During a dinner party conversation, the neighbor of Albert Einstein asked the white-haired physicist, “What are you actually, by profession?”

“I devote myself to the study of physics,” replied Einstein.

The girl was astonished: “You mean to say that you study physics at your age? I finished mine a year ago!”

What that poor young lady missed was that the process of learning is life-long, which is true also in the spiritual realm.

Growth is continual. It has no end. There is no sudden “attaining” to full spiritual maturity on earth. [We generally know that in theory, but sometimes live as though we don’t know that.]

This is the consistent theme of Scripture.

  • God causes (ongoing) growth (1 Cor. 3:7). He grows us (but don’t blame Him if you’re not growing, since He has provided all that you need for life and godliness, 2 Pt. 1:3).
  • The transformation of our lives is a regular, continual process (2 Cor. 3:18).
  • As our faith grows (constantly) by exercising our gifts, the ministry of the gospel in the church at large also grows (2 Cor. 10:15).
  • The goal of our continual growth is Christ-likeness (Eph. 4:15).
  • The process of being built into Christ-likeness is like the building of a building — the growth upward is brick upon brick, layer upon layer (Col. 2:6).

At times, we become impatient with the process. We want maturity, and we want it NOW! Yet God has designed for us to be conformed to His image a day at a time, every day of our lives. It is a process that takes time — a lifetime, in fact — and is not quickly or instantly attained.

In The Life God Blesses, Gordon MacDonald provides some encouragement:

Unlike so many things in our age, genuine spirituality is, more often than not, going to be seen in older rather than younger people. The media will glamorize the young and beautiful woman, the talented male athlete in his twenties, or the younger man or woman who has blazed a successful pathway in the world of the professions. But youth will rarely be found among the ranks of people possessing great spirituality.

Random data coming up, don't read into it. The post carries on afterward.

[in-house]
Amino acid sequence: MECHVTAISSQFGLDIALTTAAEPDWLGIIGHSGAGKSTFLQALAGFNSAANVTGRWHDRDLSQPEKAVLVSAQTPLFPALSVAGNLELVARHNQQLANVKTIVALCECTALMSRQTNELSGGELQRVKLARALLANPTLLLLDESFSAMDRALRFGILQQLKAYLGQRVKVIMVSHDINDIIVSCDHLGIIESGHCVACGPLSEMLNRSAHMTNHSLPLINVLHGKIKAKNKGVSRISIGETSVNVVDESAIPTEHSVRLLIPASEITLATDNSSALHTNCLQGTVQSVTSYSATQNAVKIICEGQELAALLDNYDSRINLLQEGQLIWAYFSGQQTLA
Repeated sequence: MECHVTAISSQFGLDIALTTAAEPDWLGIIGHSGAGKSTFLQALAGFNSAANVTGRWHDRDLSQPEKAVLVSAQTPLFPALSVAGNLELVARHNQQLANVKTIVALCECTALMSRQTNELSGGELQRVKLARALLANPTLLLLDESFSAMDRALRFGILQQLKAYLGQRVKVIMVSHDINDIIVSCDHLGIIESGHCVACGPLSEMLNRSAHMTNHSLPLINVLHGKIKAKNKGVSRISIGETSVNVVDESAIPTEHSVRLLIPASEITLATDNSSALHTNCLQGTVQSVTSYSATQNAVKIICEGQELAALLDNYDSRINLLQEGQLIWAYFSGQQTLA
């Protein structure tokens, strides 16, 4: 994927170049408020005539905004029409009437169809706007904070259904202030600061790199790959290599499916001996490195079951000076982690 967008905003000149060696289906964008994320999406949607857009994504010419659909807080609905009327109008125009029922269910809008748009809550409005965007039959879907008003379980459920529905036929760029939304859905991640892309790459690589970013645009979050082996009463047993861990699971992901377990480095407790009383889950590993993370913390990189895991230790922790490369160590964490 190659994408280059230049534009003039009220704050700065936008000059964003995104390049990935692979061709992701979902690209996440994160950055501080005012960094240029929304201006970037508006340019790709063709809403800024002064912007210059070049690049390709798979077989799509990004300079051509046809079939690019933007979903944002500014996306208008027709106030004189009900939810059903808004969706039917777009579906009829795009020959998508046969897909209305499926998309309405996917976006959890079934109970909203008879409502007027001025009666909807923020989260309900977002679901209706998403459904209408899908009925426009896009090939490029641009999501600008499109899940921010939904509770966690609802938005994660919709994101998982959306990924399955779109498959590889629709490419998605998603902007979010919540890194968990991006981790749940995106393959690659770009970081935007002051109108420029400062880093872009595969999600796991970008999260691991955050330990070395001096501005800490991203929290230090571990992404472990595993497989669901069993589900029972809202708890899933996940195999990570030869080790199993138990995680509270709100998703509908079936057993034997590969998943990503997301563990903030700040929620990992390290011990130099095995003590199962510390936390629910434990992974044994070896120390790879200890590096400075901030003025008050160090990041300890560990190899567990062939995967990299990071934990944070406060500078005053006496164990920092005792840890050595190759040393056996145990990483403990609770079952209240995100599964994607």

I make this observation not to discourage the younger person but to point out that spirituality is something that demands time and experience to develop. It is not found at a weekend retreat or after a year of seminary. Spirituality occurs as an accumulation of years of routine experiences and crisis moments. In fact, the growth of the soul is usually so slow that it is hardly measurable or visible.

Are you discouraged at the slow pace of your growth? Then Scripture provides some encouragement: “For by one offering, He has perfected for all time those who are [being] sanctified” (Heb. 10:14). What is completed in the eyes and purpose of God is in the process of being worked out in us. And while it is perfection that we want, we can rest assured that in the God’s arena we already stand as perfected and now He is in the process of making that a daily reality in us on earth.